Beelbangera resident Lynn McWilliam has won the fifth leg of the Outback Queensland Masters and been given the opportunity to score a hole in one worth one million dollars in Longreach.
After only playing the sport for a handful of years, a newbie in comparison to most professional competition players, Lynn has dominated the sport winning the orange jacket in the town of Hughenden with a score of 24 and 20, totaling 44 points.
"I am still very new to the sport, and have only been playing for a small period of time however I love not just the game but the social aspect of it and getting to meet new people on the golfing greens and in this case the dessert," McWilliam said.
After playing the inaugural Outback Queensland Masters in 2019 and returning to the sunshine state for a second time this July to win the fifth leg of the the competition, McWilliam said he was 'thrilled' to win an orange jacket.
"Everyone who plays is very like minded, and is just there to just have a go at it," McWilliam said.
"I was very excited to win the fifth leg and earn my orange jacket."
The competition also saw golfers compete in the regional Queensland communities of Biloela, Charleville, Quilpie and Blackall alongside Hughenden with the event culminating in the sixth and final leg at Longreach where golfers were able to compete for one million dollars in prize money.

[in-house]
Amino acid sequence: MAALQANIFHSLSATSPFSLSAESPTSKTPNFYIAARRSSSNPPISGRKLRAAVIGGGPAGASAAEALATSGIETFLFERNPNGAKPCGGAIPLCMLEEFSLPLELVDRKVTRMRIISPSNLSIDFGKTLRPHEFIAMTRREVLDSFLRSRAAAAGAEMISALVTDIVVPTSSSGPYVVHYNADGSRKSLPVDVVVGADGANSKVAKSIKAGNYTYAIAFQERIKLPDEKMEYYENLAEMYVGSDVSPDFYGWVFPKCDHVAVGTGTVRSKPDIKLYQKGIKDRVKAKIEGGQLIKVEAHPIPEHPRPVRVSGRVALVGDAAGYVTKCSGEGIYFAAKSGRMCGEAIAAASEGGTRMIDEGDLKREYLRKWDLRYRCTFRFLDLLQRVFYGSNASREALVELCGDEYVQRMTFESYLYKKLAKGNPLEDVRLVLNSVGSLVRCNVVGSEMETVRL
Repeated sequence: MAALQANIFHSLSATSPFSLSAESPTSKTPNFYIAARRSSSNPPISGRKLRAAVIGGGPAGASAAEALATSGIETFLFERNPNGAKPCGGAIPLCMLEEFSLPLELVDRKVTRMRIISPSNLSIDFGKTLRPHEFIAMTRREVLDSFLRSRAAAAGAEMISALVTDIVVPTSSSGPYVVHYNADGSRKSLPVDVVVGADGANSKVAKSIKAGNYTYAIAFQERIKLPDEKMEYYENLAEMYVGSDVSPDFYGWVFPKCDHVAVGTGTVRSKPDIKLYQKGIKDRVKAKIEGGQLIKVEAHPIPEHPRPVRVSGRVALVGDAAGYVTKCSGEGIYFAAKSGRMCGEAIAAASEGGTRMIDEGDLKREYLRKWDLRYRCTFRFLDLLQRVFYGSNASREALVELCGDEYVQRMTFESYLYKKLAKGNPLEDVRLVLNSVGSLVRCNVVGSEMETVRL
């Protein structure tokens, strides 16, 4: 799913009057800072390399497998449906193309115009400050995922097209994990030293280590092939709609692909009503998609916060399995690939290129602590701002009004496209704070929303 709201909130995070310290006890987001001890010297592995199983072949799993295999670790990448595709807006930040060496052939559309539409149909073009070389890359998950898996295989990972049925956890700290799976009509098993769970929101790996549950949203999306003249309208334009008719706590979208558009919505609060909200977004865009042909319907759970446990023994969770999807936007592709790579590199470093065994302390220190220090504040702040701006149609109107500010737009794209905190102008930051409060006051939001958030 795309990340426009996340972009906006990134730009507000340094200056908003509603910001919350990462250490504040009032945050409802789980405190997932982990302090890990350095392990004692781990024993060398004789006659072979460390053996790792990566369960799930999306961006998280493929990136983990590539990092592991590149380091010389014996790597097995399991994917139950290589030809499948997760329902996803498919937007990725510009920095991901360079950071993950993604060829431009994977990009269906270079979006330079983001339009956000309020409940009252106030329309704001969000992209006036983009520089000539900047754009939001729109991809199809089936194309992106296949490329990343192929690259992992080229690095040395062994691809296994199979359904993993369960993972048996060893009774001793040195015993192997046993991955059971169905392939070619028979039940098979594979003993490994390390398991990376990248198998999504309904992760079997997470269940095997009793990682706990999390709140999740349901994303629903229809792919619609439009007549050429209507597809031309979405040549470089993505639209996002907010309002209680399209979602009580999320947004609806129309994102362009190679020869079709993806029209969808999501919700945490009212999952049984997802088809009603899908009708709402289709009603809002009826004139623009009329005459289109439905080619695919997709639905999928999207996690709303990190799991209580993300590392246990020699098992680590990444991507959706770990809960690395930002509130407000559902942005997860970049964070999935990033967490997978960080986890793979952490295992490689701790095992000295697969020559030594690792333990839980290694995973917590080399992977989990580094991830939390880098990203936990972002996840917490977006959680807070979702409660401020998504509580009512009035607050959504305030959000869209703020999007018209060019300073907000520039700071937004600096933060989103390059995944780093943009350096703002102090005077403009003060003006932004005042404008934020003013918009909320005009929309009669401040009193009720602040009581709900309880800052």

"167 different golfers lined up 152 meters from the hole, and all had one swing to get a hole in one and win one million dollars," McWilliam said.
"Out of everyone though, only three golfers managed to land their ball on the green so I will have to keep practicing and hopefully I can win next year."
Registrations for the 2022 Outback Queensland Masters are already open with destinations including the likes of Roma, Tambo, Barcaldine, Winton, Mount Isa and Birdsville.
McWilliam said the experience was a 'something special' and looked forward to taking part again in 12 months time.
"The competition really is a great way to travel around western Queensland and take money out to the smaller regional communities who have been doing it tough and helping to keep them going," McWilliam said.
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